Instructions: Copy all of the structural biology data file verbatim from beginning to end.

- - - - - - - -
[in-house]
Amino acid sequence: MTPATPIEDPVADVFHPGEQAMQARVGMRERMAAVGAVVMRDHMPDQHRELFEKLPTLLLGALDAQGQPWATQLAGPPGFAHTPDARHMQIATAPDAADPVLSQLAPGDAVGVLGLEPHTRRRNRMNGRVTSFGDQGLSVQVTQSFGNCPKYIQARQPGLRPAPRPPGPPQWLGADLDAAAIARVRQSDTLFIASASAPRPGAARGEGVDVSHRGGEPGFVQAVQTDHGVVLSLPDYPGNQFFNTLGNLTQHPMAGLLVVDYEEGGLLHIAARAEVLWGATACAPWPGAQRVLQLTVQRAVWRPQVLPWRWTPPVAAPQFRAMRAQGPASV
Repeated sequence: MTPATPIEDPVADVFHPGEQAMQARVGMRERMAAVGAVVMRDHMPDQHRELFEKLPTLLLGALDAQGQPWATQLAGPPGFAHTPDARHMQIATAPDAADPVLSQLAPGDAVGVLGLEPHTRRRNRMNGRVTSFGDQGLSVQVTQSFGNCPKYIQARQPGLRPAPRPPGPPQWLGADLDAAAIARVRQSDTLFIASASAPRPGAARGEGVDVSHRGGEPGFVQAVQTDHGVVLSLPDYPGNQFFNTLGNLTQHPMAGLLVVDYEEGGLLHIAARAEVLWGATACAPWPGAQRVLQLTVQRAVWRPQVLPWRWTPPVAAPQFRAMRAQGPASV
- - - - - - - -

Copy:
[in-house]
Amino acid sequence: MTPATPIEDPVADVFHPGEQAMQARVGMRERMAAVGAVVMRDHMPDQHRELFEKLPTLLLGALDAQGQPWATQLAGPPGFAHTPDARHMQIATAPDAADPVLSQLAPGDAVGVLGLEPHTRRRNRMNGRVTSFGDQGLSVQVTQSFGNCPKYIQARQPGLRPAPRPPGPPQWLGADLDAAAIARVRQSDTLFIASASAPRPGAARGEGVDVSHRGGEPGFVQAVQTDHGVVLSLPDYPGNQFFNTLGNLTQHPMAGLLVVDYEEGGLLHIAARAEVLWGATACAPWPGAQRVLQLTVQRAVWRPQVLPWRWTPPVAAPQFRAMRAQGPASV
Repeated sequence: MTPATPIEDPVADVFHPGEQAMQARVGMRERMAAVGAVVMRDHMPDQHRELFEKLPTLLLGALDAQGQPWATQLAGPPGFAHTPDARHMQIATAPDAADPVLSQLAPGDAVGVLGLEPHTRRRNRMNGRVTSFGDQGLSVQVTQSFGNCPKYIQARQPGLRPAPRPPGPPQWLGADLDAAAIARVRQSDTLFIASASAPRPGAARGEGVDVSHRGGEPGFVQAVQTDHGVVLSLPDYPGNQFFNTLGNLTQHPMAGLLVVDYEEGGLLHIAARAEVLWGATACAPWPGAQRVLQLTVQRAVWRPQVLPWRWTPPVAAPQFRAMRAQGPASV